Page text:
Duska Radosavljevic

Duska Radosavljevic
regional managing editor - United Kingdom

Duška Radosavljević is a writer, dramaturg and academic. She is the author of the award-winning Theatre-Making: Interplay Between Text and Performance in the 21st Century (2013) and editor of The Contemporary Ensemble (2013) and Theatre Criticism: Changing Landscapes (2016). She teaches at the Royal Central School of Speech and Drama.

“Five Easy Pieces”: Milo Rau’s Extraordinary Work About Child Murderer

  It’s not often that a children’s theatre features a piece about a pedophile and child murderer in its repertoire. But on rare occasions when vision, intelligence, and courage align, this kind of programming can change lives. Last week, Swiss director Milo Rau’s piece made by the commission for Ghent’s Campo theatre and dealing with the Belgian child murderer Marc Dutroux was shown at London’s Unicorn theatre for two nights. No less than nine institutions from Europe and Singapore are listed as co-producers of this extraordinary theatrical experiment which has already been on tour for a couple of years....

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Chris Goode’s “Jubilee” – The State of The (Punk) Nation

The idea here is both exquisitely complex and wonderfully simple. On the one hand, Chris Goode’s show, Jubilee, is marking the 40th anniversary of Derek Jarman’s alternative cinema classic, the dystopian, ultra postmodern homage to a particular moment in British history – the year 1977– the simultaneous celebration of Queen Elizabeth II’s silver jubilee and the irrepressible, all-consuming advent of the counterculture of punk. On the other hand it is a state of the nation play. In many ways, Goode’s Jubilee is a re-enactment of Jarman’s. The plot of the film is followed very closely with all the cinematic...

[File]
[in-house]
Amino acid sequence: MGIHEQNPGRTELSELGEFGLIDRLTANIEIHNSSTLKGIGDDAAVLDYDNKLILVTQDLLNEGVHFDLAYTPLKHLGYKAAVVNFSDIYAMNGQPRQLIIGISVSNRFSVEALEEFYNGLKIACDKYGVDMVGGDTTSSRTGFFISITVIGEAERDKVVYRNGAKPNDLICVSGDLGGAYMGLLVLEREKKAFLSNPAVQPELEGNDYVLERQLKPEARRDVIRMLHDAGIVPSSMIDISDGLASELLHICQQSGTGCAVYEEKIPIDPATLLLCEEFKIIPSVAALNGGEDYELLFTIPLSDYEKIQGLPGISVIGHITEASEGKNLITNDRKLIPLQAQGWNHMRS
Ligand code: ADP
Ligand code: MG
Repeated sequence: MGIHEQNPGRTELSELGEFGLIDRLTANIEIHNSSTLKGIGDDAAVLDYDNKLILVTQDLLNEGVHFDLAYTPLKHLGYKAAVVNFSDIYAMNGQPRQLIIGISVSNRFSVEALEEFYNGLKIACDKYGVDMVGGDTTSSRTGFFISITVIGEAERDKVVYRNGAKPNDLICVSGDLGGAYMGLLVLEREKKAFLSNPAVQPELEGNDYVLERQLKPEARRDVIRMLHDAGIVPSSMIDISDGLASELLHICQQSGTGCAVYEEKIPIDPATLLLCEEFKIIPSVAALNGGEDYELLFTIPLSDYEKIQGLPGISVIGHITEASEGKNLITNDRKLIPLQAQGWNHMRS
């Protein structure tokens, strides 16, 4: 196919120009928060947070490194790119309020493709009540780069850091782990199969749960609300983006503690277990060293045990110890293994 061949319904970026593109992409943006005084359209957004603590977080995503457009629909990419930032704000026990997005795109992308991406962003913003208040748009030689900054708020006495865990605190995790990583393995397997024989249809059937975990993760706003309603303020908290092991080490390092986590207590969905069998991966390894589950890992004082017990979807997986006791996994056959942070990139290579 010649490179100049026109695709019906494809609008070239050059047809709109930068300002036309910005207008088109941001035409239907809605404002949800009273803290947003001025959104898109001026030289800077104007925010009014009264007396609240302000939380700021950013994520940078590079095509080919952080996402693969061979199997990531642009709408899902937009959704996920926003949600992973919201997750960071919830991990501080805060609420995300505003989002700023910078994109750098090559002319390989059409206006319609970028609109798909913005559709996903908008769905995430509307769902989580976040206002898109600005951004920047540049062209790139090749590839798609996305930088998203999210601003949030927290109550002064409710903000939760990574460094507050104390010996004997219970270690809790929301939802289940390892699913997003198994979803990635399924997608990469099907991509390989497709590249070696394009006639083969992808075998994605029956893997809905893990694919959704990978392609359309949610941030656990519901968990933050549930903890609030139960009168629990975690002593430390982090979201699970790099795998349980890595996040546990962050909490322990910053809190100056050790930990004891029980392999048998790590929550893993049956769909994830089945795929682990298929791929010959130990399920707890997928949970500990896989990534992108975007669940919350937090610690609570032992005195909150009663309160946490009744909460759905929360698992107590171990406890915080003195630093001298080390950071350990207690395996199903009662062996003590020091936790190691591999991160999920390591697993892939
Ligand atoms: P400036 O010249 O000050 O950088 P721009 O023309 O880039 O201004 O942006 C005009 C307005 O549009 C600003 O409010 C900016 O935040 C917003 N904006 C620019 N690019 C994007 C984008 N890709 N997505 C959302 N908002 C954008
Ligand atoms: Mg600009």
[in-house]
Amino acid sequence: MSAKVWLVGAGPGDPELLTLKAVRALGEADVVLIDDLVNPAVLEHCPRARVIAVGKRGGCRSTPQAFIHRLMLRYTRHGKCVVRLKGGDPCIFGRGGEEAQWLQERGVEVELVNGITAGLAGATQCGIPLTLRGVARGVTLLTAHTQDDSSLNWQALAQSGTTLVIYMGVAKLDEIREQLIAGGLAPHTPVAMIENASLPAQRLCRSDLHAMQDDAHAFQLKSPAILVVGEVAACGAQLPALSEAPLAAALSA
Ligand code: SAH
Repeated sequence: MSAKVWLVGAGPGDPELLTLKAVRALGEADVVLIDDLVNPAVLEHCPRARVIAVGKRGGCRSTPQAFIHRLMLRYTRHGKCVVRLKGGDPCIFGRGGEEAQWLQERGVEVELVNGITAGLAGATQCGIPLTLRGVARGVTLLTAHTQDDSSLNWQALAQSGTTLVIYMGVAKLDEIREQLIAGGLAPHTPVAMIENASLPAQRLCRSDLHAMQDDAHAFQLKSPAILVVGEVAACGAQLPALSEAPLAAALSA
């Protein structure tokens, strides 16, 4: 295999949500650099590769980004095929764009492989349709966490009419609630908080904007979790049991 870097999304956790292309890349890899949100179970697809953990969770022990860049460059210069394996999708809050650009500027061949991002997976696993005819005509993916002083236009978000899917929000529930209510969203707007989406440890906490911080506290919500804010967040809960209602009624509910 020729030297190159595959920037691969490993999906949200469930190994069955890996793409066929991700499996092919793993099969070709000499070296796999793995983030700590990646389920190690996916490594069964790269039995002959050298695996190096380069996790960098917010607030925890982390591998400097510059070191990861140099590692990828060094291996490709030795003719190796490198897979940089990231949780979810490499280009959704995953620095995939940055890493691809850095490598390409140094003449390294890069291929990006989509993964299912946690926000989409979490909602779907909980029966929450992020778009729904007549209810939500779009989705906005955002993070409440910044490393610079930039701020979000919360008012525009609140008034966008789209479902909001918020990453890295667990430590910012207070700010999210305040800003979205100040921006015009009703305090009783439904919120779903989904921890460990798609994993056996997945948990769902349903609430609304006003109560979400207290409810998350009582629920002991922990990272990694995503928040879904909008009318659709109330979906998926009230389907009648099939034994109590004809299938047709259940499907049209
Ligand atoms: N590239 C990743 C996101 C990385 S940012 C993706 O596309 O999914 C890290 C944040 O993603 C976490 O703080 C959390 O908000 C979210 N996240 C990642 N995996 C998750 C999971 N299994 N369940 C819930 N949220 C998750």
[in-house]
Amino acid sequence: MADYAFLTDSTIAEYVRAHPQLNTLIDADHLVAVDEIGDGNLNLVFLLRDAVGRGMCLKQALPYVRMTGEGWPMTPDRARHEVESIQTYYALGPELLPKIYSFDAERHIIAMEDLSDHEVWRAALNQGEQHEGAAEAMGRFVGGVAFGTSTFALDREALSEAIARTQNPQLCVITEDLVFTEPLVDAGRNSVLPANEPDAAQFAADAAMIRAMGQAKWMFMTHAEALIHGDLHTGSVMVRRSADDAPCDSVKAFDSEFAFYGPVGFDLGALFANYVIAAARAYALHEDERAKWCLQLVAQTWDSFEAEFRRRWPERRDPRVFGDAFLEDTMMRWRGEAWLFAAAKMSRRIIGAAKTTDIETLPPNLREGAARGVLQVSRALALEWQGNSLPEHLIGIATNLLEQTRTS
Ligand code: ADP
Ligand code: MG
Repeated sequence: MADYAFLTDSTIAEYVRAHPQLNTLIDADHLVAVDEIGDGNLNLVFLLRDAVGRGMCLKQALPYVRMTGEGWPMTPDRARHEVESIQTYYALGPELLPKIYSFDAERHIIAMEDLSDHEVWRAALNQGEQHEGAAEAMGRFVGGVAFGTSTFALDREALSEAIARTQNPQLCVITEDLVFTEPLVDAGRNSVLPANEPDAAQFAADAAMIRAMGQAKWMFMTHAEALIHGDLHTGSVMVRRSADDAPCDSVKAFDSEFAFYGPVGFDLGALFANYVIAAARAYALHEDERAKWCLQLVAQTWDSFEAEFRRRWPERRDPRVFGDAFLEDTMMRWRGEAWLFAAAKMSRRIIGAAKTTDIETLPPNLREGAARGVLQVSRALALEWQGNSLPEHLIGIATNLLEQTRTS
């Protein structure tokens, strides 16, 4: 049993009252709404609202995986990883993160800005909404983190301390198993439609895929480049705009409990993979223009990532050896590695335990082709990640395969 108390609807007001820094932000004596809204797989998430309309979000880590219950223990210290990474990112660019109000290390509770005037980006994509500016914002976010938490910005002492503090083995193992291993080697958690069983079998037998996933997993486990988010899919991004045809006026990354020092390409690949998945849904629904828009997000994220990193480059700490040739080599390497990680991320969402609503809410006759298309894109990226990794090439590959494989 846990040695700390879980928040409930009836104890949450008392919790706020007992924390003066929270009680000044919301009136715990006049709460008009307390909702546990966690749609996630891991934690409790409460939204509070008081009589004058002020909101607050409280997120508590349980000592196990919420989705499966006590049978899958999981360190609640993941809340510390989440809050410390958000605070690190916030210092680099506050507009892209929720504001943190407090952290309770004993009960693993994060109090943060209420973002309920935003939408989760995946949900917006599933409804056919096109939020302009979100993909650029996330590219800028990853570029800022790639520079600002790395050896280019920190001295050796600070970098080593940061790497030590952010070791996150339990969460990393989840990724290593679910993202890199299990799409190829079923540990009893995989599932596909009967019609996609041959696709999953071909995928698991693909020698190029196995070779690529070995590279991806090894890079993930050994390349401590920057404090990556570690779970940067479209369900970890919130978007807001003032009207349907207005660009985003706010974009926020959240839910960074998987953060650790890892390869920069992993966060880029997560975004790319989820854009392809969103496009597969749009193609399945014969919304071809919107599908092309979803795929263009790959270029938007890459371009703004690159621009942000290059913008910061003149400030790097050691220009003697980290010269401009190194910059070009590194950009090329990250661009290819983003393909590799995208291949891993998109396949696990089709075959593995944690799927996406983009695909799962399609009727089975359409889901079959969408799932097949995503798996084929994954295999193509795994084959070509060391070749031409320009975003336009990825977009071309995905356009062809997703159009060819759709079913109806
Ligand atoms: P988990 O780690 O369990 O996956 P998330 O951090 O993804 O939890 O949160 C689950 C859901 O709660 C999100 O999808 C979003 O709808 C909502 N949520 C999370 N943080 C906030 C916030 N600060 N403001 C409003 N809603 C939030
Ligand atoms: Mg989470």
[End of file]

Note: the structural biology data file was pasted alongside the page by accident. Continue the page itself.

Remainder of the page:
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“Lucy McCormick: Triple Threat” at Soho Theatre – Mad Genius at Work

There are some shows that can simply never be made by men. I don’t mean in the sense of subject matter. I mean in the sense of means of production. And biology. Bear with me. In 2010 performer Lucy McCormick became one of the three co-founder members of an all-female company Get In The Back Of The Van. Combining live art, writing, low key banter, cabaret, and theatre, the company proceeded to make a series of performances, installations, and curated projects existing within an intersection of art forms, genres and–often feminist–topics. In some ways, Lucy McCormick’s independent project, Triple...

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The Place Of A Dramaturg In Twenty-First Century England

Between 2002–2005, I carried the professional title of a Dramaturg in the UK. Even when confronted with the friendliest of dispositions, being a “dramaturg” in England [ii] inevitably goes hand in hand with having to explain what your job title means. Having continental roots (especially German, Scandinavian or Eastern European) appears to bestow more of a natural entitlement to the D-word; however, this by no means guarantees freedom of access to the English rehearsal room. My first projects in my new job was a devised piece that would consist of Romani music and folk-tales, which would form Northern Stage’s own contribution to an international festival...

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“The Suppliant Women” – A New Version for Modern Times